There has also been a proliferation of private equity and venture capital firms dedicated to impact investment strategies. These firms and the green finance instruments aim to stimulate lasting innovation in sustainability by funding every step of the global supply chain. This strategy has proven to be effective with many examples of ESG-driven companies receiving financing from these firms and green instruments. One example of this is the immunotherapy and vaccine company Vaccitech, backed by the Oxford Sciences Innovation venture capital firm, which helped develop the ChAdOx vaccine. However there is a strong opposition to such strategies and sustainable debt securities.

One of the main issues with ESG funds and 'sustainable investing’ is greenwashing. The pressure on asset managers and equity funds is so high that almost every active fund is labeled as ESG or marketed as such. Marcus Björksten, manager of the high-performance sustainable fund Fondita Sustainable Europe, explained that, ‘Nowadays, every second fund is claiming it is in some way sustainable’. However, in reality there is a high chance that these funds are either tech-heavy or are covertly invested in fossil fuel companies.

The aforementioned Sustainability-Related Disclosure Regulation put into force on 10th March 2021 is the most potent regulatory attempt yet to appease such issues and restore faith in the market. The regulation makes greenwashing very difficult by instituting requirements for companies to disclose any ‘investment decisions and advice [that] might cause, contribute to or be directly linked to effects on sustainability factors that are negative, material or likely to be material’. Only then will they be able to receive categorisation as either sustainable or non-sustainable, the latter of which is politically extremely undesirable.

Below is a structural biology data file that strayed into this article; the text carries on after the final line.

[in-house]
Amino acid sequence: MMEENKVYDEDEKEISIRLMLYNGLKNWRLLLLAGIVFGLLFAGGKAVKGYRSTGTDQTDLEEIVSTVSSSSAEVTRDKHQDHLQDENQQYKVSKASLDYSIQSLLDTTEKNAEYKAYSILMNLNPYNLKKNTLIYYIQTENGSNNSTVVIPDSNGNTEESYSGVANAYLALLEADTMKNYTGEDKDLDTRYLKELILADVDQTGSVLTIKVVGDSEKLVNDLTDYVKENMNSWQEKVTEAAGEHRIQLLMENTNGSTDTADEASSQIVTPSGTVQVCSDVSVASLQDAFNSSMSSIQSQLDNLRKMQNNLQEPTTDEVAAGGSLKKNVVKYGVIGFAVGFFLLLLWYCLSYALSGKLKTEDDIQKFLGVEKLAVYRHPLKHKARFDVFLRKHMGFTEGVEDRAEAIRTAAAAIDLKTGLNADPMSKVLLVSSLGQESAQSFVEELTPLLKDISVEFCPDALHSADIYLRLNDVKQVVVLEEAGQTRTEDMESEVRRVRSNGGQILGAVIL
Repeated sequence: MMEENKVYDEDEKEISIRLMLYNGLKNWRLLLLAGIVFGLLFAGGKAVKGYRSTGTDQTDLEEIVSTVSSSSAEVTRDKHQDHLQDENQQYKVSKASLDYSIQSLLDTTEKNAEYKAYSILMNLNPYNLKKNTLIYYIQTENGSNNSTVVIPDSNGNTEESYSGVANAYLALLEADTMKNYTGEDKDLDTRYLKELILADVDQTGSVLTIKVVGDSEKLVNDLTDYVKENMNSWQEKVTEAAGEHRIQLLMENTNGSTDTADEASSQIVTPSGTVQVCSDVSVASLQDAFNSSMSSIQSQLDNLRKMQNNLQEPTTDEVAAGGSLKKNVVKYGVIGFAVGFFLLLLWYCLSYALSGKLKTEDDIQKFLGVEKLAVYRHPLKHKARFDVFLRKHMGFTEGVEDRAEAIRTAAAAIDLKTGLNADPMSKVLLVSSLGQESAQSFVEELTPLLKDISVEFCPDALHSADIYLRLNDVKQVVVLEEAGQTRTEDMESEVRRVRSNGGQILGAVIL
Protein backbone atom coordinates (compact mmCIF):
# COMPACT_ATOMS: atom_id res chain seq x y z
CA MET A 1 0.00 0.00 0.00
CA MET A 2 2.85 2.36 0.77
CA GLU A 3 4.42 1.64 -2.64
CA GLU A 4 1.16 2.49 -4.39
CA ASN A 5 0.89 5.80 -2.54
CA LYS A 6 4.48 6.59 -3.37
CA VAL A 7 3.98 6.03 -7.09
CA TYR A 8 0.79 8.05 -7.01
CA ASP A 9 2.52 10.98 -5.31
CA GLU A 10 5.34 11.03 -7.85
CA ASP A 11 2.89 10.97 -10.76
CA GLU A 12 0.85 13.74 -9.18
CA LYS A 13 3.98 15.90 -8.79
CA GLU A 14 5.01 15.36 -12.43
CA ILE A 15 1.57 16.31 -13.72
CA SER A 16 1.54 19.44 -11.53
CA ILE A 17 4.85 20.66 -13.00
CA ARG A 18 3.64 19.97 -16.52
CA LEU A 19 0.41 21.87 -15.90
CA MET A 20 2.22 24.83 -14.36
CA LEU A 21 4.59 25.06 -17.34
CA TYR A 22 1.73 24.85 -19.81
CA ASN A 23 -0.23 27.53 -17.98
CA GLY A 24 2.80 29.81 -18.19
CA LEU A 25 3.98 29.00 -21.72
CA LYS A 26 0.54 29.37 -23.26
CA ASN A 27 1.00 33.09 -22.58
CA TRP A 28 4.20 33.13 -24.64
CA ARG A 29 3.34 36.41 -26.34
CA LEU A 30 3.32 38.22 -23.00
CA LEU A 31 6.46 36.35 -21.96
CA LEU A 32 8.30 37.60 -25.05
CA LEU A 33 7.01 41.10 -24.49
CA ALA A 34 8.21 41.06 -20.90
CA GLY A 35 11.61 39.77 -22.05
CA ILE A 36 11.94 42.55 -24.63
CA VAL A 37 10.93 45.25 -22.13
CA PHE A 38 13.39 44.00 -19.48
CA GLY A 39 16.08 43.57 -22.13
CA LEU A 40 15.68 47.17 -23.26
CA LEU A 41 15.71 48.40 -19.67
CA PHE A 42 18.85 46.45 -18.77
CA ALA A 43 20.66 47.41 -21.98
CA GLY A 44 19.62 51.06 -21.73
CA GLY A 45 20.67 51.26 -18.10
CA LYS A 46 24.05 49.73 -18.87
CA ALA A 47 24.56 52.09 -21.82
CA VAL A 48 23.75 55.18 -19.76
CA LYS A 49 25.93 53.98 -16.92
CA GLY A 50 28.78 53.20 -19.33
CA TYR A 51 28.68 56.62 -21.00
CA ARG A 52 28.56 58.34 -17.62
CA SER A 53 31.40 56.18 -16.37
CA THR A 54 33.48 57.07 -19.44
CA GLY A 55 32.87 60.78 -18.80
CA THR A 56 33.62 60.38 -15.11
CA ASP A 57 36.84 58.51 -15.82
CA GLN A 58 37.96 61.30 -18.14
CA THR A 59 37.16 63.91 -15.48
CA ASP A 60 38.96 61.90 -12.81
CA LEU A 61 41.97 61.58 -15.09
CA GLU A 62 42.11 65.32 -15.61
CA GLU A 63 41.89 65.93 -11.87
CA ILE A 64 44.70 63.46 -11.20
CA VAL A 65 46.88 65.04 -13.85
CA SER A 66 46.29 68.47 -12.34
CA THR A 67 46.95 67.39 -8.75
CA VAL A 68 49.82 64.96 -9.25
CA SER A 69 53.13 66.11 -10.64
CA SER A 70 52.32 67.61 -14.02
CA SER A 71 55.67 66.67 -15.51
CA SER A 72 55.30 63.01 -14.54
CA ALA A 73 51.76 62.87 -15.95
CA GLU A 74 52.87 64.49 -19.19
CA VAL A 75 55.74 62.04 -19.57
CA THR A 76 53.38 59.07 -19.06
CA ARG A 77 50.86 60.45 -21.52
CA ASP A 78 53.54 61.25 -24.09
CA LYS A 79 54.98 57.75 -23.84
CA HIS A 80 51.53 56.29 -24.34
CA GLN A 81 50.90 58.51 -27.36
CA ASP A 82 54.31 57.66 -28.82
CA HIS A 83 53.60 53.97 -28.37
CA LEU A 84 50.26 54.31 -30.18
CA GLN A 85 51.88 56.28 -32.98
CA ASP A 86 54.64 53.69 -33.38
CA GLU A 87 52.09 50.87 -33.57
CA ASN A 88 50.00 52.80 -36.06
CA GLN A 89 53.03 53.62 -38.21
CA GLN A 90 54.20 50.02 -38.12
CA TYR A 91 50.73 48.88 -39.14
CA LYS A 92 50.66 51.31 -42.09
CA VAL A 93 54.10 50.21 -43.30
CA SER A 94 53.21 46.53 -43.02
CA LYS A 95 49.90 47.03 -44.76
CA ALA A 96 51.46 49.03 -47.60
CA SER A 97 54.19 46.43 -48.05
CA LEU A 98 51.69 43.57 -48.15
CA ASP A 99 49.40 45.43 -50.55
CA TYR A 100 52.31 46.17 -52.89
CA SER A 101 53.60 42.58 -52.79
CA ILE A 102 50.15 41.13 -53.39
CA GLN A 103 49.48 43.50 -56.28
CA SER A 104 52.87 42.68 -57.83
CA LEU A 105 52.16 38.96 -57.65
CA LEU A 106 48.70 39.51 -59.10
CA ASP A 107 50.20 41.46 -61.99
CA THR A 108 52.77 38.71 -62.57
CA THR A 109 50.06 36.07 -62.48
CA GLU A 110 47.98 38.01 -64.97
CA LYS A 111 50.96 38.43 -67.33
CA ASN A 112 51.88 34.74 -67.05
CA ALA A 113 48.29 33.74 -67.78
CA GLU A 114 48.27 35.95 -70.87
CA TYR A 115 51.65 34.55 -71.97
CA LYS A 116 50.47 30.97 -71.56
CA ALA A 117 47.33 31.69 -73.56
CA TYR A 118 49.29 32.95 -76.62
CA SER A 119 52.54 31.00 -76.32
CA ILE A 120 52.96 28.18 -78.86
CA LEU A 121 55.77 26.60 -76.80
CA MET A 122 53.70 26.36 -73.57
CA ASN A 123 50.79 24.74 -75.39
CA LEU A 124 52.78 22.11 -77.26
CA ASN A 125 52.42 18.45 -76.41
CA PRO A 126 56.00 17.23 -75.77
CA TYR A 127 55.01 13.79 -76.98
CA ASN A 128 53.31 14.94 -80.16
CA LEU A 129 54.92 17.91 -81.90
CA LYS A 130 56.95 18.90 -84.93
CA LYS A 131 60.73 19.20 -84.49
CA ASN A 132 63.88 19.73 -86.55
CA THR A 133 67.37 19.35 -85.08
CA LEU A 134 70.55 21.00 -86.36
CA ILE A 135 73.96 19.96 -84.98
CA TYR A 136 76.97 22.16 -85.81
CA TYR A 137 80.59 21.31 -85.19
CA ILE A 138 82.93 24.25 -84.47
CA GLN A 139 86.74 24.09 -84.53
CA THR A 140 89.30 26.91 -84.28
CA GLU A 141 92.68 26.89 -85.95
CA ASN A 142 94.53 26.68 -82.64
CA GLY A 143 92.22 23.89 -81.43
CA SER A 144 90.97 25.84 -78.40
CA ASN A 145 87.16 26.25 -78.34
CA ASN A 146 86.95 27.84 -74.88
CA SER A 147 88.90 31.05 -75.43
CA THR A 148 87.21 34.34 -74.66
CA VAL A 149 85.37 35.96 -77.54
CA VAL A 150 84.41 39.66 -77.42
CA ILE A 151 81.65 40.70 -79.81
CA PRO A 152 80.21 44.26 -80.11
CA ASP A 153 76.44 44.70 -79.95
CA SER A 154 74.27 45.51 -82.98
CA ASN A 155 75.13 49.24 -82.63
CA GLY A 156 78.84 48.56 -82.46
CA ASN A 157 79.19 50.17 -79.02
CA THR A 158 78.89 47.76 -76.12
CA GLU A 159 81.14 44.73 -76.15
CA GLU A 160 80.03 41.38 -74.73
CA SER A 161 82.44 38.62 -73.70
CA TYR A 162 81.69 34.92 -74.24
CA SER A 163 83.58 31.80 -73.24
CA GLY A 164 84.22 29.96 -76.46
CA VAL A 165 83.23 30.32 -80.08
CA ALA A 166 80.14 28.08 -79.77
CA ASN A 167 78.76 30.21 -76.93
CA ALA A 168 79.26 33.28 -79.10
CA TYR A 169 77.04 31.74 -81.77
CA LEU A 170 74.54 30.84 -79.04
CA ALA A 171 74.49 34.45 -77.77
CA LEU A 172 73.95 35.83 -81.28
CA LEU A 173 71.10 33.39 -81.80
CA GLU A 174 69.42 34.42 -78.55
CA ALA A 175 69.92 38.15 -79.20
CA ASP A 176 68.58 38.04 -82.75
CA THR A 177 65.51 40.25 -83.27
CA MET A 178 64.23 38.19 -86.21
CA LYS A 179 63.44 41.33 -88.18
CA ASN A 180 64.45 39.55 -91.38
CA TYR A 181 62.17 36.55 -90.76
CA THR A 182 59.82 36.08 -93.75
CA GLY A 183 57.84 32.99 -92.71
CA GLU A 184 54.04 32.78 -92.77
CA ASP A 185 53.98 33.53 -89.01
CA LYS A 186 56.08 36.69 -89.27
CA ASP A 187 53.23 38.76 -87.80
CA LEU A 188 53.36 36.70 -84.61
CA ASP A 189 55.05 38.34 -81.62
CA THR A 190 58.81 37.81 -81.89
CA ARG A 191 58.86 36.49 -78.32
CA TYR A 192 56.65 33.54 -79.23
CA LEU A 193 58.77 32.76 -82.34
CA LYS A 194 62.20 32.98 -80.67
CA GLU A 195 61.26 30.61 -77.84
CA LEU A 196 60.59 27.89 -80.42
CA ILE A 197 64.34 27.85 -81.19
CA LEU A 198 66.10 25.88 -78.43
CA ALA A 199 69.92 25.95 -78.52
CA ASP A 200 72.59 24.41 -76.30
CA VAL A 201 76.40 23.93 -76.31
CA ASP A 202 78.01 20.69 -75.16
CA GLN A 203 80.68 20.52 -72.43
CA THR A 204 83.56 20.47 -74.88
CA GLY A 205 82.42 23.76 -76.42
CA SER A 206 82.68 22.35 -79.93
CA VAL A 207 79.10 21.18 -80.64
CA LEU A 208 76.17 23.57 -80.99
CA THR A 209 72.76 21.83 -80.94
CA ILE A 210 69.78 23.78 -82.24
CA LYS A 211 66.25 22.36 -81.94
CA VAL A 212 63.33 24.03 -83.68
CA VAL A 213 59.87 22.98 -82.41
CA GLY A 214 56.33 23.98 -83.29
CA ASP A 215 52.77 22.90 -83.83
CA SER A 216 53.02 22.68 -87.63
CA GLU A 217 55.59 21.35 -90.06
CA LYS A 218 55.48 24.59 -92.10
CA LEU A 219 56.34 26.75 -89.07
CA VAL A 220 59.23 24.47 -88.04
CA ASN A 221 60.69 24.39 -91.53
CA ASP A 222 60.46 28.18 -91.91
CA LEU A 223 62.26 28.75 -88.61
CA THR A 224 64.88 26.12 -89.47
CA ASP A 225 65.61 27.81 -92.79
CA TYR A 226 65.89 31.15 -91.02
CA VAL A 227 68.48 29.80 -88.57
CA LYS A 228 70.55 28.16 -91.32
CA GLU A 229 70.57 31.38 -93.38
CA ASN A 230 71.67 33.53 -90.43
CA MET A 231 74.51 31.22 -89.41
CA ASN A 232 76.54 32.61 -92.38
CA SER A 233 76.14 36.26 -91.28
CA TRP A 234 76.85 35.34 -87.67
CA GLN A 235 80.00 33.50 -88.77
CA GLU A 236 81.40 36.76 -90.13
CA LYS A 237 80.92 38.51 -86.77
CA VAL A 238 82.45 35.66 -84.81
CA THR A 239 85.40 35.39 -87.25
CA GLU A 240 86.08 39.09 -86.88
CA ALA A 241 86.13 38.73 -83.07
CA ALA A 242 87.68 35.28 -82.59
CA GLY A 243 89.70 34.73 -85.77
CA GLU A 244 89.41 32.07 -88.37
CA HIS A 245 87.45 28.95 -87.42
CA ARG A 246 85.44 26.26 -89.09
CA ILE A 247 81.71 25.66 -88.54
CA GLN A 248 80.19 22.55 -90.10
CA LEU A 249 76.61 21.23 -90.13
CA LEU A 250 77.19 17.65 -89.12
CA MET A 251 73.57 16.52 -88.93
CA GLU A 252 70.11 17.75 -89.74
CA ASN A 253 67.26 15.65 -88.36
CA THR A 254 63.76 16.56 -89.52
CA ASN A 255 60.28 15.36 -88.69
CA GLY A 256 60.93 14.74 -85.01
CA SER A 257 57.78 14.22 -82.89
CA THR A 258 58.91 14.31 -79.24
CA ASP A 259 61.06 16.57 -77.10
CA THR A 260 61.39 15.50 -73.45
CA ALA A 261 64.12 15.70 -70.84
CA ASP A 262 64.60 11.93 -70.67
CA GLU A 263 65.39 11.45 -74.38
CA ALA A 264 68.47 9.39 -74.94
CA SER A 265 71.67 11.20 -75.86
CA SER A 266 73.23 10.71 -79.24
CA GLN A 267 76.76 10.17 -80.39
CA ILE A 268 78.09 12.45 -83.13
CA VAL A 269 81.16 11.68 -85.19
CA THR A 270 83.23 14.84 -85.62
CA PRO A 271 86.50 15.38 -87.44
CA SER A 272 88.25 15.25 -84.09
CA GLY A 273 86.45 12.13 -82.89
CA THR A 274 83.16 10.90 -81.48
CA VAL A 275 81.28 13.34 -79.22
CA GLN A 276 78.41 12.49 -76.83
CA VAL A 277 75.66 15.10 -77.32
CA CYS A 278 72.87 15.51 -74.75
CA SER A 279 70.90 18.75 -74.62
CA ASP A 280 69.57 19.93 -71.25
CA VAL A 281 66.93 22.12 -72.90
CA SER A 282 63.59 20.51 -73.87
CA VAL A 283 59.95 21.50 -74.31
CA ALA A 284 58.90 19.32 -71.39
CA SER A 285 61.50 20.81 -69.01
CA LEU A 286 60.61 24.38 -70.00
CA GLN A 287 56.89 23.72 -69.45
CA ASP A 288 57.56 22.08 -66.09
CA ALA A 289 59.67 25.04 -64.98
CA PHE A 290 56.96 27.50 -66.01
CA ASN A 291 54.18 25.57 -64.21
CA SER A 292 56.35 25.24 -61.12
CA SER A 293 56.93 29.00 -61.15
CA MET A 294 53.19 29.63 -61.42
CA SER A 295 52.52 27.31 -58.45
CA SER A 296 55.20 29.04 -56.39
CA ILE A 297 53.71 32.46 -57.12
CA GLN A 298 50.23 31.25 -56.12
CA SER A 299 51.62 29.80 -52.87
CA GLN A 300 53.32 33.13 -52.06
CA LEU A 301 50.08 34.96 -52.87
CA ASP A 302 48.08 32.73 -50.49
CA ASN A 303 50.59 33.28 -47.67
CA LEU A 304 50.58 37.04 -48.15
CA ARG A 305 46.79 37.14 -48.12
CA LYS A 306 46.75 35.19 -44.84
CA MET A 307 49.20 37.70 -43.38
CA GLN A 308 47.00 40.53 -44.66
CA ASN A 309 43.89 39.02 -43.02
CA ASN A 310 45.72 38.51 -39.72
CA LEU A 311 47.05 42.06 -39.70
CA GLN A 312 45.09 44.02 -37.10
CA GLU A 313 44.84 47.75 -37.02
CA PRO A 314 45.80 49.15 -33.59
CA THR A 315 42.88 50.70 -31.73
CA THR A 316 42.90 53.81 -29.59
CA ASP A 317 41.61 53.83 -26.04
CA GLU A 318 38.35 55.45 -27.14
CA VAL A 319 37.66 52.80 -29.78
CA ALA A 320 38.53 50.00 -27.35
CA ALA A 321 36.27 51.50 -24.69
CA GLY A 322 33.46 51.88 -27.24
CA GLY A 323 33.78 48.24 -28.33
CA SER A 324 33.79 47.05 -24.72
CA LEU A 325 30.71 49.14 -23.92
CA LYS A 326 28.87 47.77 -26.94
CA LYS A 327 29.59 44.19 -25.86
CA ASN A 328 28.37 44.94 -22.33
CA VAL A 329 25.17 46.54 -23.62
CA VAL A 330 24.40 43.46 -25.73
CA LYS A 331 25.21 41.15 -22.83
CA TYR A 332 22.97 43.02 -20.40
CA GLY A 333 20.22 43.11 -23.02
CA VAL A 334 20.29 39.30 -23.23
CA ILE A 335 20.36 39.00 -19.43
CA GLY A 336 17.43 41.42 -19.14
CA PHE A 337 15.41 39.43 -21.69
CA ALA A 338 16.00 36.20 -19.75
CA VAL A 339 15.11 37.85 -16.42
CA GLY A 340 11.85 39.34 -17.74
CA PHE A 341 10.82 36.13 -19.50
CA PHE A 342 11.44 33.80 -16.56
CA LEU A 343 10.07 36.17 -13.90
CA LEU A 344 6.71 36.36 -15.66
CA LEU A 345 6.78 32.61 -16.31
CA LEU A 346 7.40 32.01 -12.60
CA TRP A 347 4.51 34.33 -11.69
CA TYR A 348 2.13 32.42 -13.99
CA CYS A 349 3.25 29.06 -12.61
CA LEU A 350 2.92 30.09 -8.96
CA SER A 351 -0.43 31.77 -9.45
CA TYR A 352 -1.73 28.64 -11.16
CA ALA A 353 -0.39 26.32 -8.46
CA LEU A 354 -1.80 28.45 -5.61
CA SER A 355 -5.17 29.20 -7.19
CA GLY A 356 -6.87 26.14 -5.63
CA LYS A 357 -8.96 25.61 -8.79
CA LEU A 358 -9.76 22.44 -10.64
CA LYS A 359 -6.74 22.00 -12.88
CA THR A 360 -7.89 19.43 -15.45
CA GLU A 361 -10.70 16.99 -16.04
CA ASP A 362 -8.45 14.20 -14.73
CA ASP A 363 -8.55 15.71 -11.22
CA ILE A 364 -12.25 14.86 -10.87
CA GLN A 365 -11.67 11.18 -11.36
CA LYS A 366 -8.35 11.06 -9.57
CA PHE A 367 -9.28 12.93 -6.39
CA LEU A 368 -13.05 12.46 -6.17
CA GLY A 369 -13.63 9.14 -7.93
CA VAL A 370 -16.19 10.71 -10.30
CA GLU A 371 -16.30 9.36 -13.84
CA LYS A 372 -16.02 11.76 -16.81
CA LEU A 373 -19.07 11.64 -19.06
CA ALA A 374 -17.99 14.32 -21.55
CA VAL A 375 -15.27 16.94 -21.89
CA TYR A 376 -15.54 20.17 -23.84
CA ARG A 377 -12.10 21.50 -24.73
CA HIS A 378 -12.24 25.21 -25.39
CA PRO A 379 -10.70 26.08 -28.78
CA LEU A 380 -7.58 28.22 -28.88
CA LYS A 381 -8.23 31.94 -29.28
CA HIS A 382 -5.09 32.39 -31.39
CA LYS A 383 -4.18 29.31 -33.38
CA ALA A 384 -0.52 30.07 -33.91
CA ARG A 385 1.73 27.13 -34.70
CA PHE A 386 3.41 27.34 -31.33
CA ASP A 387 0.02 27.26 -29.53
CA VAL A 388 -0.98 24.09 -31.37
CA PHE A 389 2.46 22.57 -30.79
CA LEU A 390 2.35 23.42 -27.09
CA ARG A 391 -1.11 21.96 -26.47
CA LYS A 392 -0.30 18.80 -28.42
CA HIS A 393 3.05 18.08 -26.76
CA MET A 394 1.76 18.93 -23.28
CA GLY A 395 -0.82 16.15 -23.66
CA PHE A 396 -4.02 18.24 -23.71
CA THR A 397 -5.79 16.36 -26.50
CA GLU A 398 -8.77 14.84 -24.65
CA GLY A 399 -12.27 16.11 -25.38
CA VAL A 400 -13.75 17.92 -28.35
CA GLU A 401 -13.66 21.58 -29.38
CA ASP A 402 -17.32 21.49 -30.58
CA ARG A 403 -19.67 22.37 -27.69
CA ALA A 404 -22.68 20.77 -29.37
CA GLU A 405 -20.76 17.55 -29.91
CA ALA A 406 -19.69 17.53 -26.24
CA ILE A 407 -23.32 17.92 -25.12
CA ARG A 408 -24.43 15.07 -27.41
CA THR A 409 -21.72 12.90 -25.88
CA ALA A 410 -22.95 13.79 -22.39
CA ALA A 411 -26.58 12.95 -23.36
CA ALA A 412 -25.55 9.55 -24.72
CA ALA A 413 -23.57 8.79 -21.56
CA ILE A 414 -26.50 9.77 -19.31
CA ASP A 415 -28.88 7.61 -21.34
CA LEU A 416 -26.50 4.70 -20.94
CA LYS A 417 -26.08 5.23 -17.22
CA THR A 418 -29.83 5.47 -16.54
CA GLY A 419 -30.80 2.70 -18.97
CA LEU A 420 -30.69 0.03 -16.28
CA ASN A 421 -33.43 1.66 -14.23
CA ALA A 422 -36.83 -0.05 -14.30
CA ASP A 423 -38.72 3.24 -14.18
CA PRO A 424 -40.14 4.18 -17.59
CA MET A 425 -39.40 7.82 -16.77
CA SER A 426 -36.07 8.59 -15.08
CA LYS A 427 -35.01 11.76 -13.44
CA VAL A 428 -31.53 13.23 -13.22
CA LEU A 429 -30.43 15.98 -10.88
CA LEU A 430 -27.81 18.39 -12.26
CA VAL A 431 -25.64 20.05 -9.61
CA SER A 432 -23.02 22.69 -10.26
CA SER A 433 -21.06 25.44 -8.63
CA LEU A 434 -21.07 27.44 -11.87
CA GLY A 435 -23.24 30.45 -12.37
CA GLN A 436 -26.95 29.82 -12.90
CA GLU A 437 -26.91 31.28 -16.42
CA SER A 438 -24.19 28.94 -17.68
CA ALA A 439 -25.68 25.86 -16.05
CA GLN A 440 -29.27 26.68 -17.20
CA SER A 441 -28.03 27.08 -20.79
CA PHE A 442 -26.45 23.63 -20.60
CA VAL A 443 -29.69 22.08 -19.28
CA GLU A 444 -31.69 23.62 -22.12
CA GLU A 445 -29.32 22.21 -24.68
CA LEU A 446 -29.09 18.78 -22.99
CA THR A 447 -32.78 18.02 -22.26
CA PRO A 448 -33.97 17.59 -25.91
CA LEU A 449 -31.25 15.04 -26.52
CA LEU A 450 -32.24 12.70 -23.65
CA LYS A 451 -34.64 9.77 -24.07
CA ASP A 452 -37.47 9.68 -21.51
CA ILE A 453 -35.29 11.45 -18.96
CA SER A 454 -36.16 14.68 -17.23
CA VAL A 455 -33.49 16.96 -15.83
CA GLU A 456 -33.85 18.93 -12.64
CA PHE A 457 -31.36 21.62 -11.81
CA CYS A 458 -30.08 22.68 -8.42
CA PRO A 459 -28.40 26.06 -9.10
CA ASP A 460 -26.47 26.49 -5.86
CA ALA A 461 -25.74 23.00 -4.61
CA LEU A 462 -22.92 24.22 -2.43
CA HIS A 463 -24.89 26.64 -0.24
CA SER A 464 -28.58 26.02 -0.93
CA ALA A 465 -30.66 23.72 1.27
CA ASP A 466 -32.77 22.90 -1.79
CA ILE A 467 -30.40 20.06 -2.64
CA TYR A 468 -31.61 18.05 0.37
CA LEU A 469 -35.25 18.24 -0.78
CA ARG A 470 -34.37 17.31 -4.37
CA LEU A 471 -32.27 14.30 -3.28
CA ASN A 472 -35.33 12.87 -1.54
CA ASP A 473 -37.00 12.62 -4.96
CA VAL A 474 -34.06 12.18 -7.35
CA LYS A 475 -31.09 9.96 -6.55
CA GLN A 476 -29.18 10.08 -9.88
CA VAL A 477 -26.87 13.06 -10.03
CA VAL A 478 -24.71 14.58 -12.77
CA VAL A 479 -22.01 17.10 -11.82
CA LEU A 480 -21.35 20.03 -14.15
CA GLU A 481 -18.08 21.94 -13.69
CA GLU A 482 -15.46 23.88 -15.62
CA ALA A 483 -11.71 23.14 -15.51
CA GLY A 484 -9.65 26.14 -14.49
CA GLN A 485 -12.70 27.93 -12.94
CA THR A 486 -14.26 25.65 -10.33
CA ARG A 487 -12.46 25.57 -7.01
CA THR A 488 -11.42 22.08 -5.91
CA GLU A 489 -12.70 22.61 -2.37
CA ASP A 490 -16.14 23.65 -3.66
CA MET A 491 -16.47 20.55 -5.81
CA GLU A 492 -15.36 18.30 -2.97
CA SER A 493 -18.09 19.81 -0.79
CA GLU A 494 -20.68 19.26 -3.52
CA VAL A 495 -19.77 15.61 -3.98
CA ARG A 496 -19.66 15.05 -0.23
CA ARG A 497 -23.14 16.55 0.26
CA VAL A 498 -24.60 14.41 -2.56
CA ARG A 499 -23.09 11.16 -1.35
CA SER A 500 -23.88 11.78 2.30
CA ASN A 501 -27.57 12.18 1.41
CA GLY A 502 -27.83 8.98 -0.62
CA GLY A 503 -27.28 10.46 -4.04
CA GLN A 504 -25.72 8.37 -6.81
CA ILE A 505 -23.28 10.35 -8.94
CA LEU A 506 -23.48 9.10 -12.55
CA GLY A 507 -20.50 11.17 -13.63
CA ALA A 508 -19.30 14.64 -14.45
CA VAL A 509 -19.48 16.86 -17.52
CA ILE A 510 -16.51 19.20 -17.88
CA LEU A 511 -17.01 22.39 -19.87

Attracta Mooney from the Financial Times writes, ‘The new rules could have far-reaching consequences for asset managers — not just in Europe but around the world as investment firms are forced to demonstrate they are serious about sustainability. They will also influence the decisions of listed companies which will find themselves under pressure to focus more on ESG issues or risk losing investor capital’.

It remains to be seen whether such disclosure requirements will have a palpable effect on greenwashing, however the regulations appear stringent enough to require a significant level of input from firms for reporting. To begin, Articles 3 and 4 require that, ‘Financial market participants shall publish on their websites information about their policies on the integration of sustainability risks in their investment decision‐making process’. Under the second stage of the SRDR (forecast to be implemented in 2022), companies and funds will be required to report ‘on issues such as carbon footprint, investments in companies active in fossil fuel sectors and exposure to controversial weapons such as cluster bombs’.